- Associated Press - Friday, January 20, 2017

HASTINGS, Minn. (AP) - The sheriff’s department of Minnesota’s third largest county, a suburban area of St. Paul, will resume collecting DNA samples from people who have been charged with certain violent crimes but have not yet been convicted.

The Dakota County sheriff’s office’s move follows a recent Minnesota Supreme Court ruling that reversed an earlier order to stop the practice. The Supreme Court ruled Jan. 11 that Dakota County District Court exceeded its authority when it stopped Sheriff Tim Leslie and his department from collecting the DNA samples.

In 2015, the department started taking DNA from defendants after a judge made a probable cause determination, the Pioneer Press (https://bit.ly/2kahlbW ) reported.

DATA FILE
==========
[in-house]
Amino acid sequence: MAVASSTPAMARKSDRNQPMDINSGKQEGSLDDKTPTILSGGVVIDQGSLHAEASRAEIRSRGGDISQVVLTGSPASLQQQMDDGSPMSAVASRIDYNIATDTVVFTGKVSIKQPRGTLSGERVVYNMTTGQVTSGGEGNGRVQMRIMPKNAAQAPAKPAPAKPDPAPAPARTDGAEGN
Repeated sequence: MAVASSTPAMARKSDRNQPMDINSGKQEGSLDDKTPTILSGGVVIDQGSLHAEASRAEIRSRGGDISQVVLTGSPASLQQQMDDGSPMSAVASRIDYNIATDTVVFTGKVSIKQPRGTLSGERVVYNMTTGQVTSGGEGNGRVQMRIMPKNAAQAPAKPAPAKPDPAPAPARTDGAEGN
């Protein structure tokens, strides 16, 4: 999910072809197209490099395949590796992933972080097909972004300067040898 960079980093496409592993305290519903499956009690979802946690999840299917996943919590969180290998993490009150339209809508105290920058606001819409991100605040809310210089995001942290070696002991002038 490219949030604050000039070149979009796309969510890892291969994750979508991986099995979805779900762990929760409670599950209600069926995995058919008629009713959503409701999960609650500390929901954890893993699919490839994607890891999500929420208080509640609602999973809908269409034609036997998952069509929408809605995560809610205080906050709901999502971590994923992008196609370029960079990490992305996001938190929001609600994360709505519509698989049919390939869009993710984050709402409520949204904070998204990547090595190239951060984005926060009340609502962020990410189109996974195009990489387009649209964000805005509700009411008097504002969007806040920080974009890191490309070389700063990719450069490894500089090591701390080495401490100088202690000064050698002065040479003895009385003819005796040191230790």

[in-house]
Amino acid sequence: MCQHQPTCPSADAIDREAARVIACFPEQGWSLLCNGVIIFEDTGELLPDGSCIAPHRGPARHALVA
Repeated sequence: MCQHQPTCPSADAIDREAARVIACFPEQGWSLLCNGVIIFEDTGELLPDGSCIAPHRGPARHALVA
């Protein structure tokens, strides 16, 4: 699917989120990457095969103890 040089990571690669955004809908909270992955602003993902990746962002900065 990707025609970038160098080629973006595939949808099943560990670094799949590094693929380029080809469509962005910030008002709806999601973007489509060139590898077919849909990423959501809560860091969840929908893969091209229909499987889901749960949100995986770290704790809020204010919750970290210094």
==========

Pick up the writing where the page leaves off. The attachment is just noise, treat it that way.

DNA samples taken through a cheek swab are sent to the Minnesota Bureau of Criminal Apprehension for analysis and entry into databases for use in criminal investigations.

The district court order resulted from a road rage incident in which a man was charged with assault with a dangerous weapon. His attorney asked a judge to block DNA collection.

Leslie asked the state appeals court to prohibit the district court from enforcing its order. The court denied the petition, saying that the district court had subject matter jurisdiction and didn’t abuse its discretion or commit an error of law in granting the motion.

Dakota County became the first and only county in Minnesota to resume collecting DNA in June 2015. The action was authorized by law in 2005 but stopped a year later after the Minnesota Court of Appeals ruled it as an unreasonable search and seizure under the Fourth Amendment.

Leslie said the county had collected 60 DNA samples before being told to stop.

“We believed it was the right thing to do then . and it’s still the right thing to do,” he said.


Information from: St. Paul Pioneer Press, https://www.twincities.com

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